She looked up, surprised.  “Oh, well, it’s event planning.  You know, weddings, parties, fund raisers, that kind of thing.  About four years ago, my friend Sarah and I got tired of teaching and decided to take the plunge.”

Judd grinned.  “You were a teacher?”

“Ninth grade English.  I did it for a long time, but I was ready for a change.”

“How is your business doing?”

Jessi smiled a little.  “Pretty well, actually.  We average about three events a week.  Matter of fact we have a big party tomorrow night.  I’ll probably spend most of the day taking care of last minute details.”

He nodded.  “You said that Friday worked out better this week.  I’ll be working tomorrow, too.”

“Have you always been a paramedic?” she asked.

“After I graduated from Florida State, I started out as a firefighter,” he said.  He laughed at her automatic grimace.  “Don’t tell me, you’re a Florida graduate.”

Jessi laughed lightly.  “Go, Gators!”

He chuckled with her.  “Anyway, after a few years I went to EMT school, and then later I completed my paramedic training.”

“Does being a paramedic keep you safer than being a firefighter?”  Her brow furrowed with worry.

Judd smiled.  “I suppose.  I don’t run into many burning buildings anymore.  We wait for the guys to bring victims out of the fires.  And we respond to heart attacks, injuries, car accidents, that kind of thing.”

He watched Jessi’s eyes widen.  “No,” he shook his head.  “I didn’t get the call for Graham’s accident.  I was off that day.”

“How did you know…“

“Jessi, your eyes show everything you’re thinking,” he said gently.  “It’s the damnedest thing I ever saw.”

Jessi immediately looked down at her plate, concerned about what else her eyes might give away.  Judd went back to eating and she picked at her burger some more.  Looking back up, she spoke again.  “How did you know Graham?”

Judd looked back up at Jessi, swallowed his bite of burger, and cleared his throat.  “I followed his blog for quite a while.”  Jessi blinked, trying to make the leap from following a blog to being friends.

He sighed, wiping his mouth and setting down his napkin.  “I told you my marriage ended because we wanted different things in life.  As things started going south, I realized that one problem was that both of us wanted to be in control.  And it didn’t work.  There was no yin to the yang, you know?”

Jessi nodded, frowning.

“I started looking online for anything that could help, some kind of advice to help me save my marriage.  The more I looked, the more I realized that in my core self, I’m Dominant.”

Judd paused to let that sink in.  Jessi was listening raptly.  “I found a few websites about being Dominant, you know the kind of thing, ‘do this’, ‘don’t do that’.  When I started going out again after the divorce, I tried some things, some really stupid things.  I made a few dates through FetLife and they were disastrous.”  He shook his head, half smiling.  “Graham’s writing was a revelation.  I thought, here’s a guy who knows what it is to be Dominant, to lead a submissive in the right way.”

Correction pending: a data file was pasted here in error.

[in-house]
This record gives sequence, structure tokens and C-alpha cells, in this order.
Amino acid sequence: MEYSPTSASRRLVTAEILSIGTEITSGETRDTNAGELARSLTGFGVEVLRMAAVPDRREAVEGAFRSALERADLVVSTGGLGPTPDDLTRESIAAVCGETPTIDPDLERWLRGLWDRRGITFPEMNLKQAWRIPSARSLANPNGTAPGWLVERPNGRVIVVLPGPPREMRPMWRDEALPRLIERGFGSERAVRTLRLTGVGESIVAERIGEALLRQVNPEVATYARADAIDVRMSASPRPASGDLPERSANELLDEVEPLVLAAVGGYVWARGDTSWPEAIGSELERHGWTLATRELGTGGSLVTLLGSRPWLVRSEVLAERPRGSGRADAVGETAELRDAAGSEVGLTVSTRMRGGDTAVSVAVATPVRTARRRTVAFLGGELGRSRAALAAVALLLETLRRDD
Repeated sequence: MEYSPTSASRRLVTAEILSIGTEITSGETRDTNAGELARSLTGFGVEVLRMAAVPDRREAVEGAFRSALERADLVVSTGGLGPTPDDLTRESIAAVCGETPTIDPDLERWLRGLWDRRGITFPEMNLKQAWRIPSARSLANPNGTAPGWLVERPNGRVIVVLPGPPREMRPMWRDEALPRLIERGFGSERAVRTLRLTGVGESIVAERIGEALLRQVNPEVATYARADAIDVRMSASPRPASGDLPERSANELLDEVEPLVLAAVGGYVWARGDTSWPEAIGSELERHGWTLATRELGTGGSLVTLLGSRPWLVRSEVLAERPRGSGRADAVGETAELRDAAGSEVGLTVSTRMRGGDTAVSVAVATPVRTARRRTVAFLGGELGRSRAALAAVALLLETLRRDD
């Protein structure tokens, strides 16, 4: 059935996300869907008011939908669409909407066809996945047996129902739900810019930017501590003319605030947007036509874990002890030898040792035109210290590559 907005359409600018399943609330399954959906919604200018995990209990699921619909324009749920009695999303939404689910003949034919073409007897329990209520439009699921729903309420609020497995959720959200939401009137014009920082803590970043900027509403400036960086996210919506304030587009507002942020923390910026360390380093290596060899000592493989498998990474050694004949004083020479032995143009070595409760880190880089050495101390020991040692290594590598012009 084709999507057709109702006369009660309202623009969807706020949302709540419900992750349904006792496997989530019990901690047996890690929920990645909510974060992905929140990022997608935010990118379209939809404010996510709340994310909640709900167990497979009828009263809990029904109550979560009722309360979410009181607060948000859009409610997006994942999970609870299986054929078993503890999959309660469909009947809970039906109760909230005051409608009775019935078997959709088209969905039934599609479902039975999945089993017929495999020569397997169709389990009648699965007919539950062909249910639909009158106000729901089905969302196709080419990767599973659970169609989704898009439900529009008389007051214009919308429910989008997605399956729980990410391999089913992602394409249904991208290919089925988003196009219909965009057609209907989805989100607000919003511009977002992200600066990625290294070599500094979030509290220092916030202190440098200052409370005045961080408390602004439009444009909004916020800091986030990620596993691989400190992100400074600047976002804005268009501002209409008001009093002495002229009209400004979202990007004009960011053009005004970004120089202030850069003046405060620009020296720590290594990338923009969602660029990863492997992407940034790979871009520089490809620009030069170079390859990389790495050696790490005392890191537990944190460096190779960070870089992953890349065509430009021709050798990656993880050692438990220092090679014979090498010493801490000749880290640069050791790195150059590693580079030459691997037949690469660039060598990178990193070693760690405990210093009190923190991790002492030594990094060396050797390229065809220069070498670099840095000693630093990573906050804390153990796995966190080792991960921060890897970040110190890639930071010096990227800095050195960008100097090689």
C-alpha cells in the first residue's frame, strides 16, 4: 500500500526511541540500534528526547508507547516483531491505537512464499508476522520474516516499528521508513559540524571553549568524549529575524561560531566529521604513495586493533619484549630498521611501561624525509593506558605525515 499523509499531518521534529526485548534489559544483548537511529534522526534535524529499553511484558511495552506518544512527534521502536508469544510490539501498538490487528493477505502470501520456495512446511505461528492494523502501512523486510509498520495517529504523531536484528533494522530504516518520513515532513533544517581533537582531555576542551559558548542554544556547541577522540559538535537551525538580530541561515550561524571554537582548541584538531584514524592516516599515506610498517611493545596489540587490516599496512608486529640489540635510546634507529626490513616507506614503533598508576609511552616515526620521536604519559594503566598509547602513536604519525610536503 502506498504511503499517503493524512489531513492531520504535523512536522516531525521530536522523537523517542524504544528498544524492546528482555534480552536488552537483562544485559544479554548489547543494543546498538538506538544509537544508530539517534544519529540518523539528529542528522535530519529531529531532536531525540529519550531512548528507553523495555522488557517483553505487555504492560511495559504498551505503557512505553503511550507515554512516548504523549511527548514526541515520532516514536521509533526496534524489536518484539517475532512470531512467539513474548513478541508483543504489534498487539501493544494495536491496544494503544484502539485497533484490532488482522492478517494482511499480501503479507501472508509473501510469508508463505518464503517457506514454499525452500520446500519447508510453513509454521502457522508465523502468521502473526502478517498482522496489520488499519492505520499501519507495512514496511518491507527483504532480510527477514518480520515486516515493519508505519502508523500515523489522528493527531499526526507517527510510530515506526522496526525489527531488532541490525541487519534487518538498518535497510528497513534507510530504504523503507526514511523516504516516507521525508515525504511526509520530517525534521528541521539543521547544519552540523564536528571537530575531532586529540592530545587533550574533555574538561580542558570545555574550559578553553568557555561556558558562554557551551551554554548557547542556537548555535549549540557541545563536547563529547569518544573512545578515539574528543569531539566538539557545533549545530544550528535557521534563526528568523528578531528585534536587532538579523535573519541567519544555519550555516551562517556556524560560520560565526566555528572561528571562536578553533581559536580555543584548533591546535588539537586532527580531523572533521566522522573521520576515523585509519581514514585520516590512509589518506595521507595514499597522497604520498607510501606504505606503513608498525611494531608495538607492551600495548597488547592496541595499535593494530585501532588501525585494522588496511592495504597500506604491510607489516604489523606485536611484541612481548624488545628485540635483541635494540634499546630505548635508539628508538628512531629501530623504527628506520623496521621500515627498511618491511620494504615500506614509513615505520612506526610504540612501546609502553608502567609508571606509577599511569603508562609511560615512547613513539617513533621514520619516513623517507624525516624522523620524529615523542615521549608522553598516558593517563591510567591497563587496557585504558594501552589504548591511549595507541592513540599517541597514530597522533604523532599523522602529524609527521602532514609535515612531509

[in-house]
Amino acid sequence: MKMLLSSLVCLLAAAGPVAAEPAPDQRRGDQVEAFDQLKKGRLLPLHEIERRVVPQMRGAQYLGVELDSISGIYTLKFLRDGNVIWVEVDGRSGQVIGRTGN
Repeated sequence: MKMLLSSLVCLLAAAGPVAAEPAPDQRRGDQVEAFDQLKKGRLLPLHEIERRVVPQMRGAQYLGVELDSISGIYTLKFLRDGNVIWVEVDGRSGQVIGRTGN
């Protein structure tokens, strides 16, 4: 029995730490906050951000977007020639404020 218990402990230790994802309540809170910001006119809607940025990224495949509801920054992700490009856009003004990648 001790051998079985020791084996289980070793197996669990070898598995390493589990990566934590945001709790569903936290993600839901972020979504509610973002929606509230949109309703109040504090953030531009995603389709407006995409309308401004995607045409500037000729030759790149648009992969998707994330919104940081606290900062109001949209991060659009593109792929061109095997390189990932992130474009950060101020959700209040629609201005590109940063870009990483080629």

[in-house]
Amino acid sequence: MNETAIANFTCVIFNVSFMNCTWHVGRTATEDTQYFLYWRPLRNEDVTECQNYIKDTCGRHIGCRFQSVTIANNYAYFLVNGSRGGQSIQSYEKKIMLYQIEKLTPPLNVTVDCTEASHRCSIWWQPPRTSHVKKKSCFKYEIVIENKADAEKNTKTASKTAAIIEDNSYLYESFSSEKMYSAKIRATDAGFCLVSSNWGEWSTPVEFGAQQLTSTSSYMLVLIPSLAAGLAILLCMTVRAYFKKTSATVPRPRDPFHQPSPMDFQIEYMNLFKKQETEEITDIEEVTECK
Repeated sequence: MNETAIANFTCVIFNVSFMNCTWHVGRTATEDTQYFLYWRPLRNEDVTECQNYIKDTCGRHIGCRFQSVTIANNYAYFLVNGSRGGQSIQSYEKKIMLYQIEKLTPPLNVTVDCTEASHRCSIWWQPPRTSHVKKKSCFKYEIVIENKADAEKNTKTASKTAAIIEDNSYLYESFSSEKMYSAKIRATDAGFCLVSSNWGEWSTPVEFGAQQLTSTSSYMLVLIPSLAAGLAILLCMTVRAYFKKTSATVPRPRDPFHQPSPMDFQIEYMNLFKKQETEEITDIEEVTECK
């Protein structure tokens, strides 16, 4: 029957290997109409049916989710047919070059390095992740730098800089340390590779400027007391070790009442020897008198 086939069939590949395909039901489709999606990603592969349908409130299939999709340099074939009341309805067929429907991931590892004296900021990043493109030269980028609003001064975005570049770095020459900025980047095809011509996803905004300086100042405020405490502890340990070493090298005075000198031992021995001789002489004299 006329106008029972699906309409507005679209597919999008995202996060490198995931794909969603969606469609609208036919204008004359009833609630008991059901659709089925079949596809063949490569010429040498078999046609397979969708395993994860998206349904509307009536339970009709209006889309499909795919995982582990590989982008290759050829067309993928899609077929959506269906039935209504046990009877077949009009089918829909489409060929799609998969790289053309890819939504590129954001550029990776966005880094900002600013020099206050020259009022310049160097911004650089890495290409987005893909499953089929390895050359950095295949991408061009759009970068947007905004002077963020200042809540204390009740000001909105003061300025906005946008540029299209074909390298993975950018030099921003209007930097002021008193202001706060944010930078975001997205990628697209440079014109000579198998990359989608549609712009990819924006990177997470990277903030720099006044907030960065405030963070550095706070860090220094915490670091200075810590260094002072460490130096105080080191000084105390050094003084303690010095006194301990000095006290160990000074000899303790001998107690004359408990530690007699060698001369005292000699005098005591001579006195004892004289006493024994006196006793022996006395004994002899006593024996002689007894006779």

She still didn’t say anything so he pushed on.  “I became something of a stalker,” he laughed, “reading every article, digging through his archives…  I commented on his posts and asked questions, and he was always nice, he always took the time to answer me.”  Judd took a break, nibbling on a handful of fries.  Jessi sipped her beer and waited.

“When I realized he was local, I worked up the nerve to ask him to meet me for coffee, and he agreed.  We met at Howley’s, and we talked for hours.”

“Howley’s,” Jessi repeated.

Judd grinned wryly.  “Cooked in sight…”

“Must be right,” she finished, smiling sadly.

He nodded.  “We met about once a month after that.  He was my mentor, but he was also my friend.”

“He never told me this.  I never knew that he was meeting someone, mentoring someone.”  Jessi gazed out over the water.

“That last time,” Judd began, “he was preoccupied.  He kept talking about what would happen to you when he was gone.”

“Why?” Jessi quietly pleaded.  “Why did he think something was going to happen?  Why didn’t he tell me if he thought something was wrong?”

Judd shook his head.  “I don’t know.  I think maybe he was feeling like something was off, and he didn’t want to worry you.”  He looked at Jessi and sighed.  “Graham asked me to promise I’d look out for you, make sure you were alright.  Those things I work on at your house?”  Jessi nodded.  “Before we left Howley’s that day, he handed me an envelope with my name on it, said in the event something happened to him, I should open it.”

“It was a list of chores around my house?” Jessi asked.  Judd nodded solemnly.

Jessi frowned.  “Was the dog on that list?”

Judd laughed.  “Yes.  I wasn’t sure how I was going to make that happen.”

He looked down for a moment.  “The list was the second page.  The first page was a letter outlining how he wanted me to make sure that you were okay.  He worried about you, Jessi.”

She looked away and swiped at a lone tear with the heel of her hand.  “I just don’t understand,” she said quietly.

“There’s more, Jessi.” She looked back at him expectantly.  “Graham gave me two envelopes that day.  The one for me…and one for you.”

Jessi’s eyes widened.  “You mean you’ve had—“